Story and Direction (8/10):
Soojit Sircar, added one more feather to his cap with Piku. Living up to his reputation, earned through Vicky Donor and Madras Cafe, Soojit has depicted a father-daughter relationship of ups and lows in a very beautiful manner. While the first one had a social message in it and second one revolved around one of the greatest neighbourhood struggled of India, Piku doesn’t mean to preach anything or have any heavy subject in place. It just shares the story of three characters with different ambitions in life.
The character sketch of Piku, the central character of the movie, has been very detailed. Even without marriage or any kid, she has been putting up with an ultra-paranoid kid that happens to be her father. Her frustrations, arrogance and “try me” attitude is shown effortlessly with the other extreme of a loving, caring and emotional daughter who will address her father’s tantrums no matter where she is. You end up feeling for that lady, struggling to have a perfectly normal life. It is rare that Bollywood directors put in so much thought on any character.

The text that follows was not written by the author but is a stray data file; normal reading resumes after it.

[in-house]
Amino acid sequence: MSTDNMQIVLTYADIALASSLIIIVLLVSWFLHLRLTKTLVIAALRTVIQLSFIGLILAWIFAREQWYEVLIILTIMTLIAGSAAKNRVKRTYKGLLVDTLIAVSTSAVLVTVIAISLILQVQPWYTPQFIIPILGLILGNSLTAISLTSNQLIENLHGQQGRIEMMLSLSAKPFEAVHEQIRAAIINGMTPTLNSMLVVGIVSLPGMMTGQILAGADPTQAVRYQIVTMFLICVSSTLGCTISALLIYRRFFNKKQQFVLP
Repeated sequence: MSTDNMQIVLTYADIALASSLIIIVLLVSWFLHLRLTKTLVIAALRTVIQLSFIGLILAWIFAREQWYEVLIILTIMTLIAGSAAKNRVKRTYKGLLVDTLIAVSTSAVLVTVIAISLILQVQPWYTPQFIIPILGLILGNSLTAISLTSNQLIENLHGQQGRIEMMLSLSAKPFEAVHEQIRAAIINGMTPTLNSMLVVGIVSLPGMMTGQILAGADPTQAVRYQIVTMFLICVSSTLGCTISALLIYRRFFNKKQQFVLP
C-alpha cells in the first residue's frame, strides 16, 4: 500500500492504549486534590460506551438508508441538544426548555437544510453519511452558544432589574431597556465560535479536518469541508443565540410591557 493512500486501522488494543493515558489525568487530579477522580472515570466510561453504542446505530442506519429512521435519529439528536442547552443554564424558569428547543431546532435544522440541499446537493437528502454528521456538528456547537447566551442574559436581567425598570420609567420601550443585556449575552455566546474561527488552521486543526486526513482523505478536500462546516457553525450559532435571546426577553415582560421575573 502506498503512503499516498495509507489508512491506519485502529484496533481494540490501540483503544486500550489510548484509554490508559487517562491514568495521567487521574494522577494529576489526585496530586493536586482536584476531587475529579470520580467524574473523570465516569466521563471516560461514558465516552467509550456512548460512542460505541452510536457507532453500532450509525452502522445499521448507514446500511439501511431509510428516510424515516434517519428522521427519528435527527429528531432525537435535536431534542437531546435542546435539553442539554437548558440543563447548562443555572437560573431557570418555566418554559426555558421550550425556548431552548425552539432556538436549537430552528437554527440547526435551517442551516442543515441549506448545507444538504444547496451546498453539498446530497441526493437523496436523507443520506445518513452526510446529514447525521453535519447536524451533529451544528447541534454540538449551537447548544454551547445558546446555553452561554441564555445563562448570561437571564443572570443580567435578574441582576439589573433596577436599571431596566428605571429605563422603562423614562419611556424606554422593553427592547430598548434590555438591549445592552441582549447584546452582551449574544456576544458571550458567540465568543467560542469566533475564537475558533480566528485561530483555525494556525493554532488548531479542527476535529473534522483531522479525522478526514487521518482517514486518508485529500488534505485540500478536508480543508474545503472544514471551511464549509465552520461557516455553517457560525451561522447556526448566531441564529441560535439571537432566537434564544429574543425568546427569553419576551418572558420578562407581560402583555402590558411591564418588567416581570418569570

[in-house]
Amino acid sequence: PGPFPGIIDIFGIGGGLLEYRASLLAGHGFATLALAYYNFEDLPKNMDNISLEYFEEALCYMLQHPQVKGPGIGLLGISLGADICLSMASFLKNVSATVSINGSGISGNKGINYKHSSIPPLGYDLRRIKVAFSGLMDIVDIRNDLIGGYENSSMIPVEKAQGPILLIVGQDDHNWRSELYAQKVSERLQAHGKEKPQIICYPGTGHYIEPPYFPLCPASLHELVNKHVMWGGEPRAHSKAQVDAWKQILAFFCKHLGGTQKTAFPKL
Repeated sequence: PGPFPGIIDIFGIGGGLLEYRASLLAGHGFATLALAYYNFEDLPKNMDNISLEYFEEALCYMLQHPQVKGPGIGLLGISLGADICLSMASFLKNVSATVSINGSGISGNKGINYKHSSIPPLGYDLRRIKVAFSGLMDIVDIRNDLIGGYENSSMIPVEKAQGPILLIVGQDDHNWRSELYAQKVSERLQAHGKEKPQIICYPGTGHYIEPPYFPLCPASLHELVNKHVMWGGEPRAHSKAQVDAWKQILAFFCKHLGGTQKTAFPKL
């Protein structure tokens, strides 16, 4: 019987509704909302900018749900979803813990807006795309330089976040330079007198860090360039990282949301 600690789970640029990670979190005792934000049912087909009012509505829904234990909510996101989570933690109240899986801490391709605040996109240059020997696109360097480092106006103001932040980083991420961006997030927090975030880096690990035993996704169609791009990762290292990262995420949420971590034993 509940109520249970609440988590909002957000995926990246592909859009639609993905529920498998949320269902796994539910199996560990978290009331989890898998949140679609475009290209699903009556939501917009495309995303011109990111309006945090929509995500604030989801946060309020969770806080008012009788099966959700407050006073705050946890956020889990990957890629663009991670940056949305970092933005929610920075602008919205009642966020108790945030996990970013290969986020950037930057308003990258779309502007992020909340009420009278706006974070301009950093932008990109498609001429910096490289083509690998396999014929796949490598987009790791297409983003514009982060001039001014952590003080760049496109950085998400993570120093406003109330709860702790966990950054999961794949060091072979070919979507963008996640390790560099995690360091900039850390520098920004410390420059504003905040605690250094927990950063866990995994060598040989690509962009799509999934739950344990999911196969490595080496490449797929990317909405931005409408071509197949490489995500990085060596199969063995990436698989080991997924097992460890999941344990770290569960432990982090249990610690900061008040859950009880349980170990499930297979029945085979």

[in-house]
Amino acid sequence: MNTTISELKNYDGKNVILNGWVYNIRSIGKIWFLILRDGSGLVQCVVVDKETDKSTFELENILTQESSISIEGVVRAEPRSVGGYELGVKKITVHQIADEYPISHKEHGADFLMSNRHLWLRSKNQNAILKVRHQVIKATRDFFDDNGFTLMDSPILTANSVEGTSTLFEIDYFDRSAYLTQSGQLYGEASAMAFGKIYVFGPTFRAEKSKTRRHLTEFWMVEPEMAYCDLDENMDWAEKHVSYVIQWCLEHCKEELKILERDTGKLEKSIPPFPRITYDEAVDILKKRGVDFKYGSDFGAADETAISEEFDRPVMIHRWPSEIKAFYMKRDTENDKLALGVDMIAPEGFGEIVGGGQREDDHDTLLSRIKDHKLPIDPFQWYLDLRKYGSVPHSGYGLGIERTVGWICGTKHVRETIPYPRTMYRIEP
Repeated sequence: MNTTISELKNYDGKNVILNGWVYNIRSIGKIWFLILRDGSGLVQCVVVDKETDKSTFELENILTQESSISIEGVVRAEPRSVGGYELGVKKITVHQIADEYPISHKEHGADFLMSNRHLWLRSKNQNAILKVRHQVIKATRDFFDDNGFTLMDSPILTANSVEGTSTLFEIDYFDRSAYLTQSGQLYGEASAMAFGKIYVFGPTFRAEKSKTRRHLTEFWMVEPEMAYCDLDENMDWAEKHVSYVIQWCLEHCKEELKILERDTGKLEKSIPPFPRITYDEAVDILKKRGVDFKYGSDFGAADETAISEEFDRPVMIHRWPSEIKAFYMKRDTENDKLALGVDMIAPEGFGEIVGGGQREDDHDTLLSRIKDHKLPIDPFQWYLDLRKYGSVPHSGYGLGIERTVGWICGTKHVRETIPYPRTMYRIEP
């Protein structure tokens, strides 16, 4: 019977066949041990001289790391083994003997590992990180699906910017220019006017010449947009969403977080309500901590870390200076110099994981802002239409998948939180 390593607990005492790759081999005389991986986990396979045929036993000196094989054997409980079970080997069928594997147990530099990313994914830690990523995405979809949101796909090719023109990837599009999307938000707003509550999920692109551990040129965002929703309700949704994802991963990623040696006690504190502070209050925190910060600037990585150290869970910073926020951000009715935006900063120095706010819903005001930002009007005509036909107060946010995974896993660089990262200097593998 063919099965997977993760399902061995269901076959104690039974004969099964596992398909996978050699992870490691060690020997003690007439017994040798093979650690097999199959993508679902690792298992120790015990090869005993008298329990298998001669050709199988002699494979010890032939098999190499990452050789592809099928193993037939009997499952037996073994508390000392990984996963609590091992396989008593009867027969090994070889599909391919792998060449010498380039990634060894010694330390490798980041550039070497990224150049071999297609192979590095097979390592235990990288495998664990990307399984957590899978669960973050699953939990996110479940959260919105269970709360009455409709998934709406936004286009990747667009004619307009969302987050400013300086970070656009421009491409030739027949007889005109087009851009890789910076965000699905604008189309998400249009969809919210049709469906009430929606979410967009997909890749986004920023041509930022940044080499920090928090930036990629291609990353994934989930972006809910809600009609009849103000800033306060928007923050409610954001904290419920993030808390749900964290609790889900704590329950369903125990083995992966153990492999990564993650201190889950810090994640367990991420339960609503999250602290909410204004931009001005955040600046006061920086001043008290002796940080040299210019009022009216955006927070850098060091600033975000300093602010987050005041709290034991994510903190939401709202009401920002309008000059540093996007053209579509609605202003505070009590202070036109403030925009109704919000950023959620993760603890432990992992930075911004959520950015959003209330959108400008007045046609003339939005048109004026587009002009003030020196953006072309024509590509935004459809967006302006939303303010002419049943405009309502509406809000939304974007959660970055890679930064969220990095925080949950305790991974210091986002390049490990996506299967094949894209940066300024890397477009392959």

Deepika Padukone has shown her mantle once again with Piku. With simplistic outlook, she has projected the character of Piku very well. In presence of a mega star like Amitabh Bachchan and a gifted actor like Irfan Khan, Deepika pulls off her act amazing well. Minimal make, no overacting and visible understanding of the central character might just fetch her nominations in the next awards season. Amitabh Bachchan is effortless as always, especially with the command over language he possesses. In terms of character he has played, if you end up feeling for Piku, at the end of the movie, it would be because of Amitabh’s brilliance to project that annoying father. What amazes me is that he is probably the busiest person in Bollywood even at the age of 72. Irfan Khan, is brilliant as he is always. For someone, who has the ability to steal the attention even with few minutes of screen time like he had in Haider, a full fledged role would just mean all over the place. And he does that beautifully. More than that, he is able to make his presence felt as the only non-Bengali in the all-Bengali movie.
Screenplay and Cinematography (8/10):
Kudos to the story and screenplay writer Juhi Chaturvedi for strong character sketches. Also, the movie never leaves the audience attention for even a second. The screenplay only complements the amazing effort of story writing. The dialogues are brilliant, coupled with perfect delivery timing. The cinematography is amazing with some of the camera angles just make the movie more artistic.
Overall, it is a must watch and a kind of movie that can go into your CD/DVD collection.